A United KingdomThis is from an interview NPR’s Audie Cornish conducted with David Ayelowo, the actor who played Seretse Khama in the movie “A United Kingdom”:

A young woman meets a prince and falls in love. That sounds like the start of an old fashioned fairy tale, but in the movie “A United Kingdom” it’s the start of a diplomatic firestorm. The film tells the story of Ruth Williams and Seretse Khama, who married in 1948. Williams was a typist in London; Khama was heir to the throne of Bechuanaland, or modern-day Botswana.
Their marriage angered nearby countries that were part of the British empire, including South Africa, which had just banned mixed marriage and was establishing apartheid. As a result, Khama, played by David Oyelowo, was forced to defend his marriage both internationally and at home. One scene shows him doing just that in front of a tribal council.

“We should be fighting for equality,” he says. “That is where we should be focusing our minds, not on the wife I have chosen, who means you no harm, whose only apparent crime has been to fall in love with me — and mine to fall in love in with her. I cannot serve you without her by my side, but I cannot force you to accept this.”

“A United Kingdom” was not a movie that got a lot of attention when it came out in 2016. It didn’t quite break-even despite the film being on the lower end of the movie budget scale. My hunch is that even today, the marriage of a black man to a white woman can make us uncomfortable, and movie goers don’t like that kind of discomfort.

The film is based on a true story few Americans know, let alone remember. But within the British Empire from the late 40’s through the early 60’s, when Bechuanaland won it’s independence from Britain and became Botswana, it was a big deal. The film is based on the true story of the heir to the throne of Bechuanaland, Seretse Khama of the Bamangwato people, who studies law in London immediately after World War II. There he meets a white woman, Ruth Williams, whom he eventually marries, despite the protests of both their families and opposition from the British government, which is concerned about relations with South Africa and the stability of the entire region of southern Africa. South Africa was a source of uranium for the British bomb effort, and gold for the depleted national finances.

Seretse and Ruth’s families were pleased with the accuracy of the storyline. A few necessary liberties were taken in the interest of telling a very complex political story within the requirements of a movie setting. The character of Alistair Canning (Played by Jack Davenport) is a fictional character meant to represent the duplicitous behavior of the British government, which included Winston Churchill when he was reelected as Prime Minister. Seretse and Ruth’s son and daughter did say Seretse was not as emotionally demonstrative as he appears in the movie.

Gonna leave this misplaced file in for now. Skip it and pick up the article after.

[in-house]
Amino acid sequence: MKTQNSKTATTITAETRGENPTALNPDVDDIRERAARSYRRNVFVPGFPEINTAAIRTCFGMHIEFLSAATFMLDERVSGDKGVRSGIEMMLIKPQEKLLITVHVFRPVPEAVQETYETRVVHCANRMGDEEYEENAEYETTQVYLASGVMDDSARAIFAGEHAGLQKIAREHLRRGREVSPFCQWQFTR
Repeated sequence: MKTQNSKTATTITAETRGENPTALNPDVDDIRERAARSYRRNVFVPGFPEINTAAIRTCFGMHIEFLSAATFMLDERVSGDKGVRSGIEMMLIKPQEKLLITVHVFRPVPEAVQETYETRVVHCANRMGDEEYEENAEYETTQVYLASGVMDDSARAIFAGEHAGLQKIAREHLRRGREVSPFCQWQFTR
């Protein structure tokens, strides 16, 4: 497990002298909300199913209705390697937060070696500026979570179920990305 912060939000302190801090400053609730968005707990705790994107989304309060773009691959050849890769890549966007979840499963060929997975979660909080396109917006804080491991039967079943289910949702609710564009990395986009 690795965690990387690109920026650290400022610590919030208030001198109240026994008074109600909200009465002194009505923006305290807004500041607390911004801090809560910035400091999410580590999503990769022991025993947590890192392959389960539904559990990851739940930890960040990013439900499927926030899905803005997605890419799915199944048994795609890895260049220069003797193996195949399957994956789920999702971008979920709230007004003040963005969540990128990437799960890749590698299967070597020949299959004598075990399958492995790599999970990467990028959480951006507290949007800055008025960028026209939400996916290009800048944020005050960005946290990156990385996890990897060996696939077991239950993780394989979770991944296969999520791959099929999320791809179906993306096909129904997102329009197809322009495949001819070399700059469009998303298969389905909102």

The reason I selected this movie for our Popcorn Parables is the tenacious courage demonstrated by Seretse and Ruth and their ultimate triumph against great odds. Ruth’s courage as her father disowned her and Seretse’s people rejected her is particularly noteworthy. In the end, Seretse and Ruth were part of Botswana’s securing not only independence, but a transformation from the third poorest country in Africa to a country with the least corruption and a solid economic base that promotes a strong middle class.

Power and control, which often manifest as overt and covert racism, are always part of our cultural context. This stuff was in play all around Jesus, and it is a part of our experience whether we want to see it or not. But so is love and courage. As I prepare for Sunday, this the scripture I’m pondering this week:

Joshua 1:6-9:
Strength! Courage! You are going to lead this people to inherit the land that I promised to give their ancestors. Give it everything you have, heart and soul. Make sure you carry out The Revelation that Moses commanded you, every bit of it. Don’t get off track, either left or right, so as to make sure you get to where you’re going. And don’t for a minute let this Book of The Revelation be out of mind. Ponder and meditate on it day and night, making sure you practice everything written in it.
Then you’ll get where you’re going; then you’ll succeed. Haven’t I commanded you? Strength! Courage! Don’t be timid; don’t get discouraged. GOD, your God, is with you every step you take.”

These are the quotes I am recalling as I consider what it means to live into God’s will this day with obedience and courage:

Friedrich Nietzsche:
“The essential thing ‘in heaven and earth’ is that there should be a long obedience in the same direction; there thereby results, and has always resulted in the long run, something which has made life worth living.

Theodore Roosevelt:
“It is not the critic who counts; not the man who points out how the strong man stumbles, or where the doer of deeds could have done them better. The credit belongs to the man who is actually in the arena, whose face is marred by dust and sweat and blood; who strives valiantly; who errs, who comes short again and again, because there is no effort without error and shortcoming; but who does actually strive to do the deeds; who knows great enthusiasms, the great devotions; who spends himself in a worthy cause; who at the best knows in the end the triumph of high achievement, and who at the worst, if he fails, at least fails while daring greatly, so that his place shall never be with those cold and timid souls who neither know victory nor defeat.”

More on Sunday…